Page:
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In Depth

Society
| 01/14/16

Alberta’s hard fight for reinvention

TCE

Many environmental groups initially cheered Alberta’s groundbreaking new climate plan, though some green campaigners are now voicing conerns over part of the plan’s impact on Canada.

In late November Alberta Premier Rachel Notley stood alongside oil industry executives and environmental organisations when she announced a new climate policy that would phase out coal by 2030, invest in renewable energy, introduce an economy-wide carbon tax, and cap emissions from the tar sands at 100 megatons, up from its current 70 megatons output.

The sticking point for critics is the cap, which in reality is a green light for the industry to increase its emissions 43 percent. Further unease has also been created by unsubstantiated allegations by the National Post of secret backroom deals being made between four big oil companies and green groups—in essence, industry acceptance of a cap in exchange for a backing down on opposition to new oil pipelines.

The claims have reportedly infuriated oil and gas producers that were not privy to the apparent negotiations and environmental activists who have denounced the détente as “unacceptable”. The Vancouver-based blog DesmogCanada joined the fray last week, saying “there was no deal of the sort” described, after checking with the groups mentioned in the article.

Premier Notley, however, did express hope during the announcement that now that her province was getting serious about limiting emissions, people would give Alberta the benefit of the doubt and would now be mount less opposition to pipeline development.

Tim Gray, Toronto-based executive director of Environmental Defence, told the Post that the government was concerned that having a lower cap on emission would require cancelling projects already under development, resulting in heavy liabilities for taxpayers.

“We agreed that we would support that publicly. And the oil companies agreed they would live within that cap.”

However, the reality of that cap should be viewed in the context of failed legislation that may be revisited. In 2010, the House of Commons passed a climate change bill (over the objections of the then minority Conservative government) that would see Canada reduce its emissions by 80 percent on 1990 levels by 2050. The Conservative-controlled Senate later defeated the bill, but the target still stands as the presumed floor for any future climate legislation that might be introduced by Justin Trudeau’s new Liberal administration, given that they voted for it the first time around.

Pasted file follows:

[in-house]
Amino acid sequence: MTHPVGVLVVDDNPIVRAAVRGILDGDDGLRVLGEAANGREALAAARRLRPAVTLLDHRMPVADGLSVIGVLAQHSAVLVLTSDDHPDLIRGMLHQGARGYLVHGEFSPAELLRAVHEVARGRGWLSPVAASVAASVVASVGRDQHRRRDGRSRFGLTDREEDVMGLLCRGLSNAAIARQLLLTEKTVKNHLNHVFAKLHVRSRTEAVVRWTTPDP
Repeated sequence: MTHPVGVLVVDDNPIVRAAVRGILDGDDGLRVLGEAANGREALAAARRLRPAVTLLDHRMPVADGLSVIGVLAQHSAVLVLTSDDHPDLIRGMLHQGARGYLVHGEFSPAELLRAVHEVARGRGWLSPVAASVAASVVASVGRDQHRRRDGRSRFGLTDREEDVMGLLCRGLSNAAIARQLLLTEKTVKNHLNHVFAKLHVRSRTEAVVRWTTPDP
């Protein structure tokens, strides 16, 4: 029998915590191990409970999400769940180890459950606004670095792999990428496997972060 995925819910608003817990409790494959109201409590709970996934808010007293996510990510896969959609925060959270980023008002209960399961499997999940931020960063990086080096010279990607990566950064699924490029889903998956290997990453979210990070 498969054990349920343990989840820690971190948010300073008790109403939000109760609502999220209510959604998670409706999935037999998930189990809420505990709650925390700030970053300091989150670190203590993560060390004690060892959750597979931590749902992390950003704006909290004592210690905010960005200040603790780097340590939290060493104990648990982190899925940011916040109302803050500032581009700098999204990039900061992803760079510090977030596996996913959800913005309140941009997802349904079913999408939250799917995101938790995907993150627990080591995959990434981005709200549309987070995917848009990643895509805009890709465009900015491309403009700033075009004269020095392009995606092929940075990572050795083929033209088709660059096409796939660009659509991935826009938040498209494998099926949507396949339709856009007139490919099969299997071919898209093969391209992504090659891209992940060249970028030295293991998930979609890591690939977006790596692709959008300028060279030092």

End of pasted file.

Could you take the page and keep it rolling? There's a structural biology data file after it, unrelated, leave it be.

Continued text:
An 80 percent cut would mean that the country as a whole has 118 megatonnes of greenhouse gases left to pump into the atmosphere between now and the middle of the century. But with Alberta’s cap being 100 megatonnes, this would mean that every other province has only 18 megatonnes to play with.

The significance of what Alberta’s new government has achieved, however, and its courage, should be celebrated, according to environmentalist Tzeporah Berman, an adjunct professor York University Faculty of Environmental Studies. In an opinion piece published in the National Observer she said, “just because a policy is great does not mean there is not more work to be done.”

And as noted during a recent PICS sponsored talk by Dr. Catherine Potvin who leads the Sustainable Canada Dialogues network; “Remember, a good negotiation is one that everyone is unhappy with, because if one group is very happy with the outcome of something, there is another group that is very unhappy.”

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